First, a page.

Visiting Mei-Ha? A quick guide to the essential do’s and don’ts when visiting!

Exotic! Ancient! Antique! All of these words and more come flooding into your mind when you plan your trip to Mei-Ha. However, there are some important things many visitors forget that cause some trouble and consternation for themselves and their hosts. This isn’t like a jaunt to Caille or Hueromont, the cities of the Jin-Mei are not merely architecturally distinct but culturally too! Luckily Federal Happy Travels has created this quick guide for those planning a trip!

1.    Appearances Matter – if you arrive to a Jin-Mei home dressed as you would to pop down to the shops expect a cold-shoulder! How you present yourself reflects the amount of respect you are giving to the house, institution, and their ancestors. Also keep in mind the Jin-Mei are more conservative in dress than many.

2.    Don’t talk about death – Never mention it! If you have to offer condolences say ‘passed away’ and remember for the Jin-Mei white is a traditional colour for mourning so keep an eye out for that.

3.    Don’t touch people – The Jin-Mei avoid shaking hands, hugs, kisses, and so forth as forms of greeting or goodbyes from strangers or acquaintances. A simple bow is sufficient or a nod of the head. In some parts of Mei-Ha the head is considered particularly private so under no circumstances touch someone on the head.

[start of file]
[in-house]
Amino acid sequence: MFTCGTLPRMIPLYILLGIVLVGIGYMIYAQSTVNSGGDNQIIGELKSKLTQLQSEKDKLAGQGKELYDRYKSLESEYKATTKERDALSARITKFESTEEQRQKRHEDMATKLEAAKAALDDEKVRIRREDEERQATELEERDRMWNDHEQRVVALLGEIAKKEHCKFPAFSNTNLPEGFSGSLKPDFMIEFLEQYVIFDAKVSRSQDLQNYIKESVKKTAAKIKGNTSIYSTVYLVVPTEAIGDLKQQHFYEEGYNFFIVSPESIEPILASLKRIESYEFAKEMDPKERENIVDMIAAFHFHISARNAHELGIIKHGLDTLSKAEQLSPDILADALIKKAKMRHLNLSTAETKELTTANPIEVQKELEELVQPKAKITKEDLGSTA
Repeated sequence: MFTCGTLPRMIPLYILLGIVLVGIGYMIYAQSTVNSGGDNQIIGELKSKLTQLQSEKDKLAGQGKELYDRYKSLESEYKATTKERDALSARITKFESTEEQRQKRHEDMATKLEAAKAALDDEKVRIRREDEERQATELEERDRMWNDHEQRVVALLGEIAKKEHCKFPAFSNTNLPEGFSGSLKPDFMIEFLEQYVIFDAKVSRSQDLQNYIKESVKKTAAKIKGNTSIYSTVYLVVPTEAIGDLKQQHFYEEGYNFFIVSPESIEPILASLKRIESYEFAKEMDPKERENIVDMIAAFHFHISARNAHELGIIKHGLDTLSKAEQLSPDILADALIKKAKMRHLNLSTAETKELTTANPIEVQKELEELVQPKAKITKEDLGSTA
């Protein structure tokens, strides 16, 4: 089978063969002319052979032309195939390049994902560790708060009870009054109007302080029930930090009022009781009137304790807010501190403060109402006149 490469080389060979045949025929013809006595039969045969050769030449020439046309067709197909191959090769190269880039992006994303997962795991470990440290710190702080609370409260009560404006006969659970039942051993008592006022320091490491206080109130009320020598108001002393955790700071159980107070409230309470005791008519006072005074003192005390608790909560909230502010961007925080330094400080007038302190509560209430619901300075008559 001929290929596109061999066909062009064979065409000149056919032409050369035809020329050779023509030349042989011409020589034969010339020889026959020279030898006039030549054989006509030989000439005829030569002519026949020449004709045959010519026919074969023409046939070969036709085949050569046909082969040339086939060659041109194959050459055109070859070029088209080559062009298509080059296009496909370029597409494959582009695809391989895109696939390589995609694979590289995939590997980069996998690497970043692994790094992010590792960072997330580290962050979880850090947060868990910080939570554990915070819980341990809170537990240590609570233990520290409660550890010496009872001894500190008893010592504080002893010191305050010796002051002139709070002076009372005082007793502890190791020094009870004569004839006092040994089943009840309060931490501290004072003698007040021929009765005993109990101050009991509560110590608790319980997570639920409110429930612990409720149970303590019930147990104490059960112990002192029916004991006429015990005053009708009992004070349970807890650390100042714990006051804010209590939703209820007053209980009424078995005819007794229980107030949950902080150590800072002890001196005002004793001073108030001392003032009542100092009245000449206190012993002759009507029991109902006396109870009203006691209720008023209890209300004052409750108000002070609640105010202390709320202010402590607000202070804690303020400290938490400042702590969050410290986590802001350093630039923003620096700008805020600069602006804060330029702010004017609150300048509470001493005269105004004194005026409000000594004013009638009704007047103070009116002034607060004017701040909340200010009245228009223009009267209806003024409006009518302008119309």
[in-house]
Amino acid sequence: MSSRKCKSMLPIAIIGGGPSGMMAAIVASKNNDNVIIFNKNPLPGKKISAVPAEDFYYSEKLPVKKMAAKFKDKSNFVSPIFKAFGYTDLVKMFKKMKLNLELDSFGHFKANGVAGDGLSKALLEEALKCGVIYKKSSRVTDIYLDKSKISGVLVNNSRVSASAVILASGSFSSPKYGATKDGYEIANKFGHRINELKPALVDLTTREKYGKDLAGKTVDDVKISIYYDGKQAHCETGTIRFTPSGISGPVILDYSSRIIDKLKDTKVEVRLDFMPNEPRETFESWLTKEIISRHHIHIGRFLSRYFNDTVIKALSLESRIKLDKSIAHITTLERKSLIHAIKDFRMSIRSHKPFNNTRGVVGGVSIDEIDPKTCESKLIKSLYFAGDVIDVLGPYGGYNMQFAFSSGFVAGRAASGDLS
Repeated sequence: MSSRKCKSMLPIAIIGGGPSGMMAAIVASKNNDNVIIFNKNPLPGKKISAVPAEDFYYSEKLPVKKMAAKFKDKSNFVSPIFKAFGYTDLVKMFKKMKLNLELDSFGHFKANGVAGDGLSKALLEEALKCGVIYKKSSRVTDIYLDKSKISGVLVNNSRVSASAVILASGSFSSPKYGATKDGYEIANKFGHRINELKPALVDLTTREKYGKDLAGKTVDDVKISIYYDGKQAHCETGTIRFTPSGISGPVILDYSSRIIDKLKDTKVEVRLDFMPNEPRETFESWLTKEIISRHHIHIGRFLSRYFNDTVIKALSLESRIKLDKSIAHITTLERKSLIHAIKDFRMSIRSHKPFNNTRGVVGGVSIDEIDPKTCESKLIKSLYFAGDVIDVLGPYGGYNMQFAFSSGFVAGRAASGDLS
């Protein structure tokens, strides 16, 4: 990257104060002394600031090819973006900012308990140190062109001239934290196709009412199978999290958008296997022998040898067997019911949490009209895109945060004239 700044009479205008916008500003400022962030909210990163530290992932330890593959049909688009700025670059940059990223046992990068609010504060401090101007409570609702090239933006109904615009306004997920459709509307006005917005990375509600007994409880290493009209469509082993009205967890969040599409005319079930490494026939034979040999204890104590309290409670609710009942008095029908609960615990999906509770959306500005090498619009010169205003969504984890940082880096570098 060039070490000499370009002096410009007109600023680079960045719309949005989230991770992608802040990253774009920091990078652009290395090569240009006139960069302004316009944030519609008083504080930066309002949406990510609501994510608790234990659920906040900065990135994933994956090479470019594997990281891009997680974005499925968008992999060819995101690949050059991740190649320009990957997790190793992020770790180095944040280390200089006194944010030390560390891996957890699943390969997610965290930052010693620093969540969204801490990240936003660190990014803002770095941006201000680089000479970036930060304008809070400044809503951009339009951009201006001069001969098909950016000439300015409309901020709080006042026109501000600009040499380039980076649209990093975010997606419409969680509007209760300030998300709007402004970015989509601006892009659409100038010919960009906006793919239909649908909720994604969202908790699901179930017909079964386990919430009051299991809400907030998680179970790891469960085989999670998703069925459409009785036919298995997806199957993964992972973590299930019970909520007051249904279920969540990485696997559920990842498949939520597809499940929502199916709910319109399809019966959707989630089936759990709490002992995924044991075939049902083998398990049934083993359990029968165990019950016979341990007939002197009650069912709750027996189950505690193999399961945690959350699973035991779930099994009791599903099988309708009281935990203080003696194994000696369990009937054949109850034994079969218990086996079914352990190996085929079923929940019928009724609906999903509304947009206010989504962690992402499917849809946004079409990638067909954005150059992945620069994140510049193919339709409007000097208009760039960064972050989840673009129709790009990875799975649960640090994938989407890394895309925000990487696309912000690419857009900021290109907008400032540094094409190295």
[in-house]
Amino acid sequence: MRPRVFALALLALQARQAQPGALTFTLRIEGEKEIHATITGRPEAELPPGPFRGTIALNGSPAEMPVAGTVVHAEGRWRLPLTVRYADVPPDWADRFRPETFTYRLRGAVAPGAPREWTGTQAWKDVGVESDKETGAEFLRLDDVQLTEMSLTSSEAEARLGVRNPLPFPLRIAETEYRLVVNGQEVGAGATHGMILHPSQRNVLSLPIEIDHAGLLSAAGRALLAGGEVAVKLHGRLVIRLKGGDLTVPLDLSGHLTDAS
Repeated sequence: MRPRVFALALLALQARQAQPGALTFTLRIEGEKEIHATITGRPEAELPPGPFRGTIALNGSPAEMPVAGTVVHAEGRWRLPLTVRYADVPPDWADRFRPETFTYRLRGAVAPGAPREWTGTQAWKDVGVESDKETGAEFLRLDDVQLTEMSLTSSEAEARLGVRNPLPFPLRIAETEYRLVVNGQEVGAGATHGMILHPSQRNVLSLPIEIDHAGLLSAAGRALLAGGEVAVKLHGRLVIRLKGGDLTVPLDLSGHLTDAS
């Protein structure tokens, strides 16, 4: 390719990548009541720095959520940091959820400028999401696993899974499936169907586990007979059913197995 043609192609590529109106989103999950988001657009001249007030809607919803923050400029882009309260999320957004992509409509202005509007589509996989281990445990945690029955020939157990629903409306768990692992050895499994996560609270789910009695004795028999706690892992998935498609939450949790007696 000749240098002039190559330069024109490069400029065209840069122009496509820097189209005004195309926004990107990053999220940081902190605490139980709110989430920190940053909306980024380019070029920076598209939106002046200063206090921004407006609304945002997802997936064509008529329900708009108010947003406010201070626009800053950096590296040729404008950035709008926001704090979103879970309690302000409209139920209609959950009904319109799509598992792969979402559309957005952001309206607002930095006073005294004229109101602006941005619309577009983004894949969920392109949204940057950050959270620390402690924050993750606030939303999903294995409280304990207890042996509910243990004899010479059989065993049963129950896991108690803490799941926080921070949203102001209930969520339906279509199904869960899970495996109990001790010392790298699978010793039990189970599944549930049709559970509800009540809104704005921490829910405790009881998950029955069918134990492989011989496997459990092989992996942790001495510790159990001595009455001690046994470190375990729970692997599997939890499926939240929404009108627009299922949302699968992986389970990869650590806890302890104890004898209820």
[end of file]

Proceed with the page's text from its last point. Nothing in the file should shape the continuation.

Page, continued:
4.    Expect gifts to be refused – It is traditional when a gift is offered for it to be refused several times before being accepted. This is to show that the recipient isn’t being greedy. Similarly you should endeavour to do the same.

5.    Introductions – If you are being introduced by someone do not introduce yourself, it is considered the height of rudeness to do so.

6.    Chopsticks – Do not point at people with them, and when you are finished they should be laid on top of your bowl – never stand them upright however.

7.    Don’t assume yes means yes – This is one of the hardest ones to understand as it requires reading between the lines and looking for the nuance. A Jin-Mei will try to avoid losing face in public and so will often say maybe or I’ll look into it, when they are meaning no. However, if you try to make them say no explicitly you will only look pushy.

8.    Respect seniors – As someone outside Jin-Mei society where you fit is difficult to say, in general most visitors are treated as if they were Saan Go. So show respect and be on your best behaviour with those who are your seniors in caste or age.

9.    Avoid using first names – In general unless asked to always address a Jin-Mei formally using Mr. or Mrs. as it shows your respect for them. If however you are asked to refer to a Jin-Mei by their ‘courtesy name’ you may use this at any point. DO NOT use a Jin-Mei’s courtesy name unless you’ve been told you can.

10.    Avoid tipping – As with many places in the Federation tipping isn’t common however in Jin-Mei cities it is actually considered rude.

These 10 little things will make your visit into the exotic world of Jin-Mei society that much more enjoyable! However, if in doubt don’t be afraid to ask as a Jin-Mei will always be delighted to explain and help you – in fact it is considered rude for them not to!